Winnebago will collaborate on a panel with the RV Industry Association (RVIA) at its Leadership Conference in March to show manufacturers, suppliers and dealers that “there’s an entry point for everyone into this journey,” she says. Outside of the industry, the company’s CommunityGO teams tap employee volunteers to host park and beach cleanups, tree planting and more within their respective communities.

“We’ve had real success in harnessing the community spirit and engagement of our employees to make sure people understand that sustainability happens in real life, on an individual and community level, as well as a global level,” Friesz says.

While the RV manufacturer talks specifically about protecting the great outdoors, its broader focus is on being ambassadors for every person who wants to experience it. In 2022, Winnebago launched the All In, Outdoors campaign – its approach to hitting the S (social) in ESG.

“When we think about corporate responsibility, we think about what we are doing to advance diversity, equity and inclusion,” Friesz says. “How are we thinking about the safety of both our employees and our customers? How are we engaging proactively in the communities we support?”

Sustaining the next generation of outdoor enthusiasts is a family affair. The company recently renewed a partnership with the National Park Foundation (NPF)’s Service Corps, which works to expand the pipeline of talent in outdoor conservation. The program is a cohort- based service that connects diverse students, usually young adults, with paid work opportunities at national parks across the country.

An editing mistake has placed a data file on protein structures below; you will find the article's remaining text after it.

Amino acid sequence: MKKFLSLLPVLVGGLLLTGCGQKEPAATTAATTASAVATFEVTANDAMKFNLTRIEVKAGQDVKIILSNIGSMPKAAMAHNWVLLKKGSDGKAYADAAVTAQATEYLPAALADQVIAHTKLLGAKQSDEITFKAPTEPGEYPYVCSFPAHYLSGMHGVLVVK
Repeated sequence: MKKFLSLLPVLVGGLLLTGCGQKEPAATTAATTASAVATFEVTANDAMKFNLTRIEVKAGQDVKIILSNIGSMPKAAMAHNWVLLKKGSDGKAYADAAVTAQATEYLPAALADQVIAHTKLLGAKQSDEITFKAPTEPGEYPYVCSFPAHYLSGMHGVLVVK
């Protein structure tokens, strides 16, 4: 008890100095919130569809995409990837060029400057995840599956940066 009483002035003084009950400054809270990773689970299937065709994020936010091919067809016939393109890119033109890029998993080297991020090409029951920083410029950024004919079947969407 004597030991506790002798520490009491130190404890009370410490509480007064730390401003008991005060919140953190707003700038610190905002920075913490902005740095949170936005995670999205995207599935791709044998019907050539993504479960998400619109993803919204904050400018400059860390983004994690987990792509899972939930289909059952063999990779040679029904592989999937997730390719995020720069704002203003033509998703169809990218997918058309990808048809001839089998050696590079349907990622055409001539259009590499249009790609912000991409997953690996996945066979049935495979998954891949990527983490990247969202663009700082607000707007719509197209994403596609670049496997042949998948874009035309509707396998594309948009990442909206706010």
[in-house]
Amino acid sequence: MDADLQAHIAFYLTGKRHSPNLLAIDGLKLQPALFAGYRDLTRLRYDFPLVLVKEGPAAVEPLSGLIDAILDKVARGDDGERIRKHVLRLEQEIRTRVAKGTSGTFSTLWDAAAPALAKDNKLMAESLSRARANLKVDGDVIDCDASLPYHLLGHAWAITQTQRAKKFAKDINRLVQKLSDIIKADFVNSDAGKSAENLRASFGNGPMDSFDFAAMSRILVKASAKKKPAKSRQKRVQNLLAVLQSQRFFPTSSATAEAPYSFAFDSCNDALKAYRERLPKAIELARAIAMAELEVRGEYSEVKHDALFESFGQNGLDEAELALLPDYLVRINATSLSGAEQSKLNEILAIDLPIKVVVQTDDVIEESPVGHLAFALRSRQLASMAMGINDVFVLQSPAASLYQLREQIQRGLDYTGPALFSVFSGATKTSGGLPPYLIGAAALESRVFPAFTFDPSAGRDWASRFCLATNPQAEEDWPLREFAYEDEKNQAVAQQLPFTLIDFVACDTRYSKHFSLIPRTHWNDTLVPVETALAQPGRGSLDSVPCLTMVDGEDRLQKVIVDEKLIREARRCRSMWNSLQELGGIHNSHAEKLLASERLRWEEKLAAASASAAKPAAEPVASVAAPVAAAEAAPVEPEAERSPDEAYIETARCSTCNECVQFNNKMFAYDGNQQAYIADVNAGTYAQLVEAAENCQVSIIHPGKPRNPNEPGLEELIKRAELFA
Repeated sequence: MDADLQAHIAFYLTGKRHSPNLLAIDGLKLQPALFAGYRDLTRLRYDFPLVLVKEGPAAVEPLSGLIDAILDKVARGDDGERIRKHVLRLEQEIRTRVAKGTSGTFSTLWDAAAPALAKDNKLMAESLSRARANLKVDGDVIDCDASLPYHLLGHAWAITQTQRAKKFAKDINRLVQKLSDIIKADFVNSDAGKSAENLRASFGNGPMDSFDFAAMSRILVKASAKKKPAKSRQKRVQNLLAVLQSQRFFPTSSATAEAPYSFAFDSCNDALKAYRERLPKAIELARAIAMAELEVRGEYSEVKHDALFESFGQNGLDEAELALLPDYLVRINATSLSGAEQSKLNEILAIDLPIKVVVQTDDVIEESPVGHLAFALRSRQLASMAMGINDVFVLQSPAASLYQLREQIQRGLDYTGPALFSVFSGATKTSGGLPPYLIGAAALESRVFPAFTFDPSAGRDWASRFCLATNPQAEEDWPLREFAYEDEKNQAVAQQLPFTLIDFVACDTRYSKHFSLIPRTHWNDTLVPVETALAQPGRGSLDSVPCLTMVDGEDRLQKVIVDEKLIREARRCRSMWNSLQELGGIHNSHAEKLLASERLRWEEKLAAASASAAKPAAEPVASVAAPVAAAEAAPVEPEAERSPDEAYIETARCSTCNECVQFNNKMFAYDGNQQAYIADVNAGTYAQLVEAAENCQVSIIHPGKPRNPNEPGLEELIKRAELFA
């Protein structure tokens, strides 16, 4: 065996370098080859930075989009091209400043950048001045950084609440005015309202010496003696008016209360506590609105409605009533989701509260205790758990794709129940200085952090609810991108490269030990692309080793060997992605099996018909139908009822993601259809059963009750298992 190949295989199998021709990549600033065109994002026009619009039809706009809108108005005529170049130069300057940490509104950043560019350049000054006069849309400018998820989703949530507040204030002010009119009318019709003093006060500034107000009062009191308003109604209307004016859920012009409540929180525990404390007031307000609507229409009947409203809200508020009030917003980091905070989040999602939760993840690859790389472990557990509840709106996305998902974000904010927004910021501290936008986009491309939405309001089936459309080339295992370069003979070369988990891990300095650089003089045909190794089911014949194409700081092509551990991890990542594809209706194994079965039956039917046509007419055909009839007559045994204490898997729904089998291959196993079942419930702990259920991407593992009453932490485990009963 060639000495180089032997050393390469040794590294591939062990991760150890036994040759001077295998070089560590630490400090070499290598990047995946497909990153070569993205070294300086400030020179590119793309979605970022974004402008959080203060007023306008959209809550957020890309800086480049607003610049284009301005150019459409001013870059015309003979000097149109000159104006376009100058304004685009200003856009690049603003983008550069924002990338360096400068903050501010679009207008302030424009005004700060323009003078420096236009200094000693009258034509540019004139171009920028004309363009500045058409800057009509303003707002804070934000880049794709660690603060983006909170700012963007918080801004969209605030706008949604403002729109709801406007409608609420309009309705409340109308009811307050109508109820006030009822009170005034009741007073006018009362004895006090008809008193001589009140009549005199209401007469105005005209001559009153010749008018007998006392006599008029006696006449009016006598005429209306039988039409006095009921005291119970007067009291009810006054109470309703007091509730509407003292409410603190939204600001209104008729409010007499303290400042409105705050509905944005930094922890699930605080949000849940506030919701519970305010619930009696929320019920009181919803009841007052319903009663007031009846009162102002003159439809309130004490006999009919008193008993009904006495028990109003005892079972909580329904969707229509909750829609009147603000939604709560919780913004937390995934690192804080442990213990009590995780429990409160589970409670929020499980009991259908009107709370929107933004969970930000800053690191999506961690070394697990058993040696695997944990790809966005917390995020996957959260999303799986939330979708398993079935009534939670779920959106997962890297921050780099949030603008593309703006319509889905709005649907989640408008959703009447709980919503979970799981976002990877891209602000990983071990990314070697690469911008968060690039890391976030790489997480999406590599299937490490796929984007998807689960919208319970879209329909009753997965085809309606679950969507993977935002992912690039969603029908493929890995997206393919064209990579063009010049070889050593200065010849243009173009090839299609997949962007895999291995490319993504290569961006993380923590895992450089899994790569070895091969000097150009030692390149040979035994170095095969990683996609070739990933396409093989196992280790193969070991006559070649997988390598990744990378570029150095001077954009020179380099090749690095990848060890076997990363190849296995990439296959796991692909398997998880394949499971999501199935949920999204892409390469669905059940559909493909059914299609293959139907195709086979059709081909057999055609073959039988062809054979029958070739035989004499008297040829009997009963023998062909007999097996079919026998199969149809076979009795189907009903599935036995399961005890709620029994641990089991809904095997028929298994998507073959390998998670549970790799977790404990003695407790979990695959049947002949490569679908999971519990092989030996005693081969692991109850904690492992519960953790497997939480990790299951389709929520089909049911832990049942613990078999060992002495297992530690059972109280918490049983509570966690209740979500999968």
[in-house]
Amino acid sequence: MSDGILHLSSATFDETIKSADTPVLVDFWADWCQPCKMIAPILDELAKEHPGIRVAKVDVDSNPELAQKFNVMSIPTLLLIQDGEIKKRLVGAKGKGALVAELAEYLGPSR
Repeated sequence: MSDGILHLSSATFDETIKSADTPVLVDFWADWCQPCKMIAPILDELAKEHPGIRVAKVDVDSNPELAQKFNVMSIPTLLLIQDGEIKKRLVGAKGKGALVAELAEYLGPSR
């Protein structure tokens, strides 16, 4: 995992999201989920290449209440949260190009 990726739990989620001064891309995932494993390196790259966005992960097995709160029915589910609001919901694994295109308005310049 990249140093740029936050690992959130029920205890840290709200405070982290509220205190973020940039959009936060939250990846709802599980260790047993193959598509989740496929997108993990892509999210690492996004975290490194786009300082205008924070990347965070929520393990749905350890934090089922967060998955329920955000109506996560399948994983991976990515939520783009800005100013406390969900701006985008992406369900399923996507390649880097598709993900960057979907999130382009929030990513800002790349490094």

“It’s really great because it gives candidates who may or may not have been able to access that career path as an entry point, and some real tangible experience,” Friesz says. “We’re hoping that will parlay into a more diverse talent pipeline for the broader outdoor industry.”

WinnebagoOther partnerships include Park Ventures, a program that bridges Winnebago with community-based organizations such as Outdoor Afro – a group connecting Black people with the outdoors through education, recreation and environmental conservation.

“Some of our evolving partnerships, based on the needs that the National Park Foundation has expressed, will look more like connecting those kinds of organizations, communities and people with different lived experiences to the parks,” Friesz says.

Winnebago’s dealer network is also an essential partnership for its ESG advancement.

“Dealers are really focused on striving to meet consumer needs,” she says. “Throughout the pandemic, we’ve seen through various research and anecdotal that there’s been an increase in RV ownership, and a lot of new RVers are potentially younger and increasingly diverse. We’re learning that these new outdoor enthusiasts really care about the environment – they’re a new segment that is vocal about caring for all the elements of corporate responsibility. e’re keeping in mind the needs of these RV owners.”

Education for Winnebago’s employees is also necessary for the company’s growth. The manufacturer’s vice president of diversity, equity and inclusion, Jil Littlejohn Bostick, recently hosted Earl B. Hunter Jr., founder and president of Black Folks Camp Too, as a speaker for a reoccurring series about “ideas, inclusion, diversity, equity and action” – available to all Winnebago employees virtually and through a recording.

The ESG JourneyWinnebago

When it comes to sustainability of all kinds, Winnebago’s priorities are truly about ethics and responsible business, Friesz says – which means evolving policies and procedures.

“Because really, corporate responsibility is about putting our company values into action,” Friesz says. “We care deeply about the environment. Our owners care deeply about the environment. It’s important to us to think about everything varying from product innovation to operational and manufacturing efficiencies.

“We have been working over the past several years to set meaningful goals and move forward in this journey, because as you know, environmental sustainability and corporate responsibility don’t happen overnight. It really is a journey – and one that we’re excited to be committed to.”

Jordan Benschop

Jordan Benschop is the managing editor of RV PRO magazine.